Hi, my name is Abbie, and I’m a feartrovert.

(and, yes, I did just make that word up, as far as I know).

I mentioned on Monday that, although The Declare Conference was fabulous, I did not enjoy every single second of it. And then I told you that I would explain what I meant later. And I’ve been regretting saying that ever since.


Because I’m a feartrovert

(noun: one who allows social interactions to be tainted by fear or anxiety).

And, as soon as I said that, I realized that once I did explain, there was at least a 78% chance of my sounding like a maladjusted weirdo, which would, of course, result in your despising me and refusing to ever read my blog again and maybe spending actual minutes of your day telling others about what a weenie I am.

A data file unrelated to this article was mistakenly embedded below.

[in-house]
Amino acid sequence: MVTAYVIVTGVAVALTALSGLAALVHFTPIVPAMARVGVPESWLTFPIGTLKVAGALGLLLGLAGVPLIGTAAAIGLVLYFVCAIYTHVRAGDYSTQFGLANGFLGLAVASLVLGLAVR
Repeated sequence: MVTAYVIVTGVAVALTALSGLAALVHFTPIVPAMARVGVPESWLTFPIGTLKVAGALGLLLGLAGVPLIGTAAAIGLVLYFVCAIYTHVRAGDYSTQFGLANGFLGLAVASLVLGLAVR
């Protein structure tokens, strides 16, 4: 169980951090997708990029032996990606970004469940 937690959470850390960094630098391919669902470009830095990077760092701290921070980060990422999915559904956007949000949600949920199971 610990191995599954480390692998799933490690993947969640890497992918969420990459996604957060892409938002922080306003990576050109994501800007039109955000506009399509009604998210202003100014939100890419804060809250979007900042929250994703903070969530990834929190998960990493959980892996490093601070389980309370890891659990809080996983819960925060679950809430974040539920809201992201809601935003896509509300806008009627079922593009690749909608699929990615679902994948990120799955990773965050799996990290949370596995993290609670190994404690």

See? Total feartrovert. not given us a spirt of fear

I’ve been seeing this post debunking common myths about introverts popping up in a lot of my friends’ Facebook feeds and thought it was an interesting read, especially since I related to several introverted traits, even though I’ve never thought of myself as an introvert. Truth to tell, I’ve never thought of myself as an extrovert either. I’m not a big fan of labels, helpful though they often are.

Instead I just know things about myself—things like: I like being around people a lot, but I like being by myself just as much (if not more, depending on the day). I also get a bit jittery at the mere thought of conferences full of women, talking and sharing their feelings and going on about dreams. A big part of me would rather sit on the couch behind my computer screen and just chat with you guys. And even though I love meeting new people, after an entire day of it, I need an entire night of recuperation at home with my family.                                               {via}